Technique #7: Create your own personal support group. We all need people we can talk with honestly about our true thoughts and feelings, especially when we are feeling down. This may include your significant other, other family members, close friends, or a group that you have joined for this purpose. These are the people you can reach out to for help when you are feeling overwhelmed and sinking into really bad feelings.
Technique #8: Be your own mentor. This can take different forms. You can keep a feelings journal, note when you feel bad, and then create a plan to improve your mood. One technique is to ask yourself, “How do I feel?” and then “What do I need?” Another approach is to create an imaginary mentor who is very wise (who, of course, is the very wise part of yourself) who can counsel the part of you that is feeling afraid, angry, sad, or hopeless. Another wrinkle is to use your own death as your advisor; this really helps you put first things first. This technique can be used through writing or talking.
Technique #9: Use relaxation, breathing, and meditation techniques. Books abound on these subjects. At the most basic level, all of these techniques are designed to break the stress cycle and restore good feelings and clear thinking. Clear thinking is your ticket out of your stressful situation.
Technique #10: Engage your spiritual self. We are healthier and happier when we feel connected to some power or force in the universe that is greater than ourselves. It’s one of the ways we can acknowledge that we cannot control everything; for example, the current economy. This technique can take many forms, such as meditation, prayer, mindfulness, etc. Taking the time to engage your spiritual self can be a great source of comfort, especially in difficult times.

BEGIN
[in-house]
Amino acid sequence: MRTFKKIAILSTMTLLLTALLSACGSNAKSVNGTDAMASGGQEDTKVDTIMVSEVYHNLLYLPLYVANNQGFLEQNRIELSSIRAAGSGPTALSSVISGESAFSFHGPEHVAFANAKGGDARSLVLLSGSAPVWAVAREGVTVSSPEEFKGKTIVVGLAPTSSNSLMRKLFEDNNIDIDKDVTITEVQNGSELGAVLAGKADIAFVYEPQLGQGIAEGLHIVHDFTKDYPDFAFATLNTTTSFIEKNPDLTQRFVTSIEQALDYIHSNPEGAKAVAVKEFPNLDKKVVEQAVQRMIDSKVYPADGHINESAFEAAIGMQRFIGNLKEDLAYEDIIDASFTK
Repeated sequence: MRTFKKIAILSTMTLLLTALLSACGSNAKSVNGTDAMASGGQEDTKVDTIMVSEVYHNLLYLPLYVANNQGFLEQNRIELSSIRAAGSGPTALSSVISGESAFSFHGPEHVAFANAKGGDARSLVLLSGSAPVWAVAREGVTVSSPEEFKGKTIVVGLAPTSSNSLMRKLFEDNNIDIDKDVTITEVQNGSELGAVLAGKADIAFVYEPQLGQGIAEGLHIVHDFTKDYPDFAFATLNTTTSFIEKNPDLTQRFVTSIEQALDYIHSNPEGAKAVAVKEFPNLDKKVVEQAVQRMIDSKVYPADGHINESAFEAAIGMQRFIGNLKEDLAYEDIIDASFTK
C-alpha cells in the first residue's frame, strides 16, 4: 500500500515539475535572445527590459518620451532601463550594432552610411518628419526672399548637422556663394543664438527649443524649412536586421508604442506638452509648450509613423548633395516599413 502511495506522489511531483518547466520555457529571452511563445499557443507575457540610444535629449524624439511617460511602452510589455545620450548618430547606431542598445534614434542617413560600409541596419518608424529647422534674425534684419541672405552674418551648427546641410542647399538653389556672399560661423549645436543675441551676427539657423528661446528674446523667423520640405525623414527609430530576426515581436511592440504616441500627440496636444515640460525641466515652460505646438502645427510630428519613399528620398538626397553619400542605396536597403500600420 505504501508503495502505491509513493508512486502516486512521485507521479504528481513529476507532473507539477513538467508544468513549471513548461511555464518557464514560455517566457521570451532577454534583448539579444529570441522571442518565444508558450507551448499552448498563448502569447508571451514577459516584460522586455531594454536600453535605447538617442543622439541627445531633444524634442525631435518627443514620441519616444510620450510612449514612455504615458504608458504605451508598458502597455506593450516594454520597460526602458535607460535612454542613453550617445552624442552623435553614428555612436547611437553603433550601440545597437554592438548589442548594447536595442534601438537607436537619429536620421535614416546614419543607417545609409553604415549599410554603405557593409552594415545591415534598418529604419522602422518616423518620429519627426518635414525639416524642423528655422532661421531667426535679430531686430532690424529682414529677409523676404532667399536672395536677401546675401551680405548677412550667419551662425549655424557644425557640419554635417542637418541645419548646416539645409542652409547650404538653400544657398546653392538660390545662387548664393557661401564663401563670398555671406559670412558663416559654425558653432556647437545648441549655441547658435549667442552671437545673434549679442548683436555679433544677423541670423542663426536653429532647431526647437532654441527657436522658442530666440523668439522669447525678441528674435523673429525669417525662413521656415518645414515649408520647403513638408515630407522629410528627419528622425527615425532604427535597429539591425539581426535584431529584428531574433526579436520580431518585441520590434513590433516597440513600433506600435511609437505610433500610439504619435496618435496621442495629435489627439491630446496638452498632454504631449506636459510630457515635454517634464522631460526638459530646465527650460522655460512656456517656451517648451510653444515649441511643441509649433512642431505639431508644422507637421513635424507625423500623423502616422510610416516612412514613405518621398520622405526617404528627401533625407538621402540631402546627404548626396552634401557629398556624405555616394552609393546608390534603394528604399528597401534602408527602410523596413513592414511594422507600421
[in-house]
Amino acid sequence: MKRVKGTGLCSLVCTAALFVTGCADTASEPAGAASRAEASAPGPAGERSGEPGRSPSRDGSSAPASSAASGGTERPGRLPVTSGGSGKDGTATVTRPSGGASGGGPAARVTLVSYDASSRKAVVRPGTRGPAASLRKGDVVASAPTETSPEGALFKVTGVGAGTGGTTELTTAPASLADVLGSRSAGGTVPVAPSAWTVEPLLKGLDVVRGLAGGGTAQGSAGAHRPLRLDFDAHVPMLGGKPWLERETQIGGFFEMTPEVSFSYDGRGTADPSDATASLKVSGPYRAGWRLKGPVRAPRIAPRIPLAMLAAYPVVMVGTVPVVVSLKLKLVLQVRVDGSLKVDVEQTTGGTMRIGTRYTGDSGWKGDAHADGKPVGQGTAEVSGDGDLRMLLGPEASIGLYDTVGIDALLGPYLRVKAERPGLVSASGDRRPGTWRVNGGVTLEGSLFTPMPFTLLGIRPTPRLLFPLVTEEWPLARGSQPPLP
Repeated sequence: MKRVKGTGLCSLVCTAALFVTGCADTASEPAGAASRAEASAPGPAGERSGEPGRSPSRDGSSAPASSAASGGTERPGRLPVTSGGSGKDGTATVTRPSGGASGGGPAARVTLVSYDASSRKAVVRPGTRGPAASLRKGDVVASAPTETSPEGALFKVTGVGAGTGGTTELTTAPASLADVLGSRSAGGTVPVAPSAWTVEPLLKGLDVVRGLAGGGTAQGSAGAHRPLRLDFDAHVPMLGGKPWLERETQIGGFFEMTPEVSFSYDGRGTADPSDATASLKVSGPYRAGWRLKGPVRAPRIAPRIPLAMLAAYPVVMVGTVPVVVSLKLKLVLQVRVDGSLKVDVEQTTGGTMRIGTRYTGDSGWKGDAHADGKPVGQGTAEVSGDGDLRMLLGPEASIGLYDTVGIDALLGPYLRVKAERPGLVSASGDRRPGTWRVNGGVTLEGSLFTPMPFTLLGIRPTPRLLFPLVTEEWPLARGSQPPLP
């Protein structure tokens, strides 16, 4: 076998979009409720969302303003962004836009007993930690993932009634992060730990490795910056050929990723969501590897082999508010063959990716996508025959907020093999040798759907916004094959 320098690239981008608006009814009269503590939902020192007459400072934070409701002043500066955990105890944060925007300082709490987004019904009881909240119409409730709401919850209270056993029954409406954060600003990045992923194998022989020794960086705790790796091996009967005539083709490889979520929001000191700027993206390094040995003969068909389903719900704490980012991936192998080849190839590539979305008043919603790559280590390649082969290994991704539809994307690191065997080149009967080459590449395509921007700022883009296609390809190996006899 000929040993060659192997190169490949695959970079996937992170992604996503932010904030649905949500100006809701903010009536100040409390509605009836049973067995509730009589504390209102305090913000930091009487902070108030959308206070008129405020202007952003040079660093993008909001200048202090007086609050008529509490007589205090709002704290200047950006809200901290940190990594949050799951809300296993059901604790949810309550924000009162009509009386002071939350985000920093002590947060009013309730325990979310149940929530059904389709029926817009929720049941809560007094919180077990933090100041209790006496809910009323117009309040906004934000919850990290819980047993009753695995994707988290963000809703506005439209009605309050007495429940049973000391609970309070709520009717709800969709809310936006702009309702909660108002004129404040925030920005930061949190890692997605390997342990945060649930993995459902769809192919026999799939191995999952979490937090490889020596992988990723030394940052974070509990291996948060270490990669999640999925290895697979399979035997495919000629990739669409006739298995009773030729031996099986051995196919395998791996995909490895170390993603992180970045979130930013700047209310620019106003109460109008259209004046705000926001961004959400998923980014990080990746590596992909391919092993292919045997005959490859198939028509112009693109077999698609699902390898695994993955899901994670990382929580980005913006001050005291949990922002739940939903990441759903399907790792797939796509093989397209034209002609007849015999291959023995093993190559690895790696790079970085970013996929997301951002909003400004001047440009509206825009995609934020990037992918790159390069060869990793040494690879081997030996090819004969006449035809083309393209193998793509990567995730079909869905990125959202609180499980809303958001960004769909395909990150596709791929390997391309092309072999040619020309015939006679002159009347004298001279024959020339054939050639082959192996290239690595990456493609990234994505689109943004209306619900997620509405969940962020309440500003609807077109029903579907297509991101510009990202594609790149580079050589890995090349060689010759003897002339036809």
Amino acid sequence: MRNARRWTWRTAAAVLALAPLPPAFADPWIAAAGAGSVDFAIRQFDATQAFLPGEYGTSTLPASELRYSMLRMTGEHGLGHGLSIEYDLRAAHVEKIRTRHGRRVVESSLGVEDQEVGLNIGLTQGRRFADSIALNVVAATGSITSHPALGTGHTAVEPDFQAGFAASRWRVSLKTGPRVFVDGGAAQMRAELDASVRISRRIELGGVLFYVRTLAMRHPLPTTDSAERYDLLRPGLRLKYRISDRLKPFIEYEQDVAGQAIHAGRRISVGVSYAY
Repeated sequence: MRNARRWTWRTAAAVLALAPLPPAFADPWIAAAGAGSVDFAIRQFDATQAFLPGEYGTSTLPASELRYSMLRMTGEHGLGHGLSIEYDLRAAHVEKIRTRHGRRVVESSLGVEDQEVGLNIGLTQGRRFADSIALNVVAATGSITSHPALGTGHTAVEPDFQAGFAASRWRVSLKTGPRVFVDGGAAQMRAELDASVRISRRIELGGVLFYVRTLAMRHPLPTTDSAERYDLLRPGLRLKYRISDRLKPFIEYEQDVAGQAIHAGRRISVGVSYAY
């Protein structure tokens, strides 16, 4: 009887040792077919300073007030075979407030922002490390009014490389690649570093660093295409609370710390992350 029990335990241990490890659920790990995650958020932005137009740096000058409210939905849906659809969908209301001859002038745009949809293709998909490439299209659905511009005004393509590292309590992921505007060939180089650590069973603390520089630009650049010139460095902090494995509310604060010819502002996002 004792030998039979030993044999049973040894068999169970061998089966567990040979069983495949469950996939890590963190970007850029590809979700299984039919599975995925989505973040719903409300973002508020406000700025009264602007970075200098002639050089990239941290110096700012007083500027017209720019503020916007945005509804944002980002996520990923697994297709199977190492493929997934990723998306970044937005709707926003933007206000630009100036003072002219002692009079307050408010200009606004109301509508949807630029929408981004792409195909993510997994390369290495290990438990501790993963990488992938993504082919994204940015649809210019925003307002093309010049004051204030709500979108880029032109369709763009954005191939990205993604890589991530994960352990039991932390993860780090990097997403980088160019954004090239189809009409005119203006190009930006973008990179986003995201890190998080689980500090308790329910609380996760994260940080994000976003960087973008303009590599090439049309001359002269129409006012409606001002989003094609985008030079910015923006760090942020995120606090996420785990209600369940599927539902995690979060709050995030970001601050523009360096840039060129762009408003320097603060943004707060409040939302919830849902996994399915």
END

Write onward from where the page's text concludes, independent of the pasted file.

Technique #11: Find a good therapist. The benefits of working with a good therapist are well documented. Sometimes you need someone who understands the human psyche better than your friends, family, or your support group. Most of us have blind spots in our thinking that lead to unnecessary bad feelings, and these can become even more of a liability during times of high stress. Therapists vary in style and quality like any other profession. Get several referrals and interview each therapist as you would a dating partner—keep looking until you find one with whom you have the right chemistry.
Technique #12: Use prescribed medication with proper supervision. Research generally has not supported “the medical model” for all feeling problems. In brief, this model maintains that almost all bad feelings have a medical basis and can be cured only with the right pill from a pharmaceutical company. Nonetheless, properly prescribed and supervised medication sometimes can be a very effective tool when used in conjunction with therapy. We are fortunate to live in a time when we have some very good medications available to us that can help people through particularly difficult times. Needless suffering serves no good purpose, and medication used wisely can be an important part of a sound plan to create clear thinking and effective problem solving.
In summary, the overarching theme here is to take good care of yourself physically, rationally, emotionally, and spiritually; especially during this stressful time. In this way you can prepare yourself to use your full intellect and creativity in addressing whatever challenges you may be facing, and you can care for those you love better. Remember that you are not alone, and that your real worth far exceeds the balance in your checking account, the car you drive, or where you go on vacation.
Copyright Terry "Doc" Dockery, Ph.D. All rights reserved.